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The Noblest Spears

By Sara Bir

One of the earliest indications of spring's arrival is the sudden bounty of cheap asparagus. Instead of costing $6 or $7 a pound, the pointy stalks drop to less than a dollar a bundle. The budget-minded of us (as well as those who prefer to consider seasonality when composing their diet) have to wait a whole year for the asparagus season's narrow window between late February and early April--and once it's here, there's a lot of asparagus consumption to catch up on. Asparagus can be sandy, so either soak it briefly in cold water or rinse it before using. The woody lower part of the stalk is not often favored; break the asparagus stem where it wants to break and reserve the thick end for soups. Here are a handful of quick-fix asparagus preparations in honor of the season:

  • Clean a pound of asparagus and lay it in a skillet. Add about half an inch of water and bring to a boil over high heat, adding more water as needed if the skillet starts to look dry. Cook until tender, drain off any extra water, remove from heat and sprinkle with a few teaspoons of apple cider vinegar. Allow to sit for a minute or two before seasoning with salt and pepper and butter, or a drizzle of olive oil and a drape of sliced proscuitto. Sprinkle with a few tablespoons of lightly crushed cacao nibs (rich and crunchy pieces of roasted cocoa beans; use Scharffen Berger).
  • Toss dry trimmed spears with olive oil, salt, pepper and a clove or two of chopped garlic. Roast at 375 degrees until tender. Squeeze fresh lemon juice atop and serve at room temperature.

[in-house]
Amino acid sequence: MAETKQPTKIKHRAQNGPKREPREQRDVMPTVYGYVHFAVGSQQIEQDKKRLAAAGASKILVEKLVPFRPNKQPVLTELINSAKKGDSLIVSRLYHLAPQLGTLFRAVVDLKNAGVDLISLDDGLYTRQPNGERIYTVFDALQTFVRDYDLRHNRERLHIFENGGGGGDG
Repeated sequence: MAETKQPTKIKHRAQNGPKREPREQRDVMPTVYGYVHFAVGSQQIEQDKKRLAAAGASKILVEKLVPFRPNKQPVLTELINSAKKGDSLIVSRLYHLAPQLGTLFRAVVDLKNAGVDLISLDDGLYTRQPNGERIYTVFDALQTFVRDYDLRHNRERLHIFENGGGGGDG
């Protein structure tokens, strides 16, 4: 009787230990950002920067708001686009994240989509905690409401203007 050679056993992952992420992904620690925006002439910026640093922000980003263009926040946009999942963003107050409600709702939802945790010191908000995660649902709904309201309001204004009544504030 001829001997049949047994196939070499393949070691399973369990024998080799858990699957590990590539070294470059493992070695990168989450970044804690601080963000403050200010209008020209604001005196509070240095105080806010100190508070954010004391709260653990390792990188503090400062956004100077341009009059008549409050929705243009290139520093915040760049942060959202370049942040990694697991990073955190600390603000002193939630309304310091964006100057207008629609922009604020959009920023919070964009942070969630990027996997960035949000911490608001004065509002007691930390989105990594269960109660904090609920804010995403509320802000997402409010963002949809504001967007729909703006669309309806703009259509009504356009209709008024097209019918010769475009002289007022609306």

• Trim a pound of thin asparagus and cut on the diagonal into pieces about one inch long. Heat a little vegetable oil in a wok or skillet; add two thinly sliced scallions and once clove of minced garlic and stir constantly for about 30 seconds. Add asparagus and a little bit of chicken stock or water. Stir-fry until asparagus is tender. Toss with soy sauce, sesame oil and sesame seeds.
  • And if, after all that, you still find a surplus of spears hogging your crisper drawer, here's a wonderful soup to make.

    Spring Green Soup

    Every spring I am compelled to grab every edible green thing in sight and make a quick, fresh-tasting soup out of it. Think of this as a basic formula; use a few zucchini instead of the broccoli, add a potato for some body or use a leek instead of the scallions. Serves four to six.

    1 tbsp. butter
    about 5 scallions, roughly chopped
    2 ribs celery, roughly chopped
    1 pound asparagus, trimmed and broken into 2-inch pieces
    1 8-ounce stalk broccoli (cut into several florets, stem peeled and chopped)
    4 c. chicken or vegetable stock
    1 c. frozen green peas
    a tablespoon or two fresh herbs, such as parsley, thyme, chervil or tarragon

    Melt the butter in a small stockpot over medium heat. Add the scallions and celery, and cook until the scallion tops turn bright green. Add the asparagus, broccoli and chicken stock. Bring to a simmer and cook gently for about 15 to 20 minutes, until the vegetables are tender but not yet mush.

    Turn off the heat. Add the frozen peas and herbs. Allow the soup to cool a bit while the peas thaw and then turn bright green. Transfer in batches to a food processor or blender and puree until well blended. Season pureed soup to taste with salt. Serve garnished with cream or thick yogurt, croutons and snipped fresh herbs.

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    From the March 16-22, 2005 issue of the North Bay Bohemian.

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